Preparation info

    • Difficulty

      Easy

Appears in

Cold-Smoking & Salt-Curing Meat, Fish, & Game

Cold-Smoking & Salt-Curing Meat, Fish, & Game

By A D Livingston

Published 2010

  • About

This Norwegian dish is usually made these days with farmed rainbow trout. Traditionally, the trout are processed in a wooden container that will hold about 4 gallons, but I have found a Styrofoam ice chest to be satisfactory.

Method

Catch some trout of about 1 pound each and fillet them. Put a layer of coarse salt in the bottom of the container at least 2 inches deep. (You may want to use rock salt for this purpose because sea salt is so expensive these days.) Add a layer of trout, skin side up. Do not overlap the trout. Add a thin layer of salt, covering all the fish but not piling it on. Add another layer of trout, and soon, until you fill the box or run out of fish. Top with salt.

This dish is usually made in the fall, when the weather is cool, and the Norwegians merely sit the box outside in the sun for 3 or 4 weeks. If you live in a hot climate, turn the air conditioner down to 70 degrees and sit the box in a picture window that catches the morning sun. Be warned that this stuff smells almost as loudly as Batarekh, so keep the lid on tightly if your spouse is hard to live with.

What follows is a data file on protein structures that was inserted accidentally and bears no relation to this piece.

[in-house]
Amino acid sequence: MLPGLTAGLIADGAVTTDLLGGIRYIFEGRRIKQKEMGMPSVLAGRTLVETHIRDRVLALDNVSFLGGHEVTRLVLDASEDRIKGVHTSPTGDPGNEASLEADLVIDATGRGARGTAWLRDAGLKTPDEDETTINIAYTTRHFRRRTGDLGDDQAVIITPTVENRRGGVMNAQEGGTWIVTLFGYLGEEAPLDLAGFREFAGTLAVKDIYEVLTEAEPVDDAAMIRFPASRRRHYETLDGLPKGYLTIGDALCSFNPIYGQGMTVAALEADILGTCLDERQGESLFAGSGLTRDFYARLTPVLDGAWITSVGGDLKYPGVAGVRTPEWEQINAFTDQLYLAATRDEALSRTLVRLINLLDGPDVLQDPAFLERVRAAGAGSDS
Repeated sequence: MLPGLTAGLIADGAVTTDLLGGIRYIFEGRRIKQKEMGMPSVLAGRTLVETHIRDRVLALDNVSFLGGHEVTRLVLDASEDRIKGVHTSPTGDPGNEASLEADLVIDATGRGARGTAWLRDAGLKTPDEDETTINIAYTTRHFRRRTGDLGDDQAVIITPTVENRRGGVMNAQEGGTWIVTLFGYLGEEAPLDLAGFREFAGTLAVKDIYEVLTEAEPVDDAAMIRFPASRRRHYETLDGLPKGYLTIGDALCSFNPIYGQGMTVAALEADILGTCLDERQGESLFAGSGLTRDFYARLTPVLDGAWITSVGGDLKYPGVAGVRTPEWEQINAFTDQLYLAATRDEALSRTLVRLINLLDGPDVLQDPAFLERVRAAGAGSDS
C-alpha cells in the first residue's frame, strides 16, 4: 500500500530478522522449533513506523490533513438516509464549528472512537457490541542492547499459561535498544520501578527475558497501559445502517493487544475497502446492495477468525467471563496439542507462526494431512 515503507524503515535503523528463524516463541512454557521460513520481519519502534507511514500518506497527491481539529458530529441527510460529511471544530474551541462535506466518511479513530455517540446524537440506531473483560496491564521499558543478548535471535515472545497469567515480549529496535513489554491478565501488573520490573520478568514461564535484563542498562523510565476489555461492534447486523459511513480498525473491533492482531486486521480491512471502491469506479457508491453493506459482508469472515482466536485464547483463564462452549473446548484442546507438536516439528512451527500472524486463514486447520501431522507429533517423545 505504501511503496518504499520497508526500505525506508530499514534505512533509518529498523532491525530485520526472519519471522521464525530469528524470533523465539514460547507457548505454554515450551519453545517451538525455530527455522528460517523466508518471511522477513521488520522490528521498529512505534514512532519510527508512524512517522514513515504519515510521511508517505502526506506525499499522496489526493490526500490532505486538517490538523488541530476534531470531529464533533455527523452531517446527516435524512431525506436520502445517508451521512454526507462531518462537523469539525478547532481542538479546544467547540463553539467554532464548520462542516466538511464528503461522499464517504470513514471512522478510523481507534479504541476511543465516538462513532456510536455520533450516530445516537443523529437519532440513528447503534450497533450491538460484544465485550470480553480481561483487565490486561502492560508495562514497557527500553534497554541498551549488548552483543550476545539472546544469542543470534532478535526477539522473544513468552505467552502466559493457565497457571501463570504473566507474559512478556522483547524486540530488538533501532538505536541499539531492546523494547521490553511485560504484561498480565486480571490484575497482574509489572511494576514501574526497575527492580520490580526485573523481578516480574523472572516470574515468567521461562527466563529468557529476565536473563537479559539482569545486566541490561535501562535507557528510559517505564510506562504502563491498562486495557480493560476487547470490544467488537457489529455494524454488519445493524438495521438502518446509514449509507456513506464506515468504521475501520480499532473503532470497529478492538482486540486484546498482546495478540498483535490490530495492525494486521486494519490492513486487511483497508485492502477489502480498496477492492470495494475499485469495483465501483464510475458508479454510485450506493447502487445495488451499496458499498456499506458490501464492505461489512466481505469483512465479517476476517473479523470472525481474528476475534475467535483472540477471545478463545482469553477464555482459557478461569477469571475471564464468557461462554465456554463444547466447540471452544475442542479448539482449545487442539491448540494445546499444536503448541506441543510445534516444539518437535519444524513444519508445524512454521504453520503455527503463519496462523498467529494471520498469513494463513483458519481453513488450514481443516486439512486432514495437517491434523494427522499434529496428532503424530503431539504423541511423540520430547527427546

Serve the trout as needed (without cooking) with thin bread and a little hot prepared mustard. If you have prepared a whole box of these trout only to find that you don’t like them, or they are too strong or too salty for your taste, soak them in milk overnight to soften and sweeten them. Then dust them with flour and fry ’em in butter. Or flake off the meat and use it to make salt codfish balls, using any good New England recipe. In Boston, according to my copy of the Old-Time New England Cookbook, salt codfish balls, Boston brown bread, and Boston baked beans are traditionally served up for breakfast on Sunday morning. Really good Boston baked beans, I might add, are always cooked in a cast-iron pot with a slab of salt pork.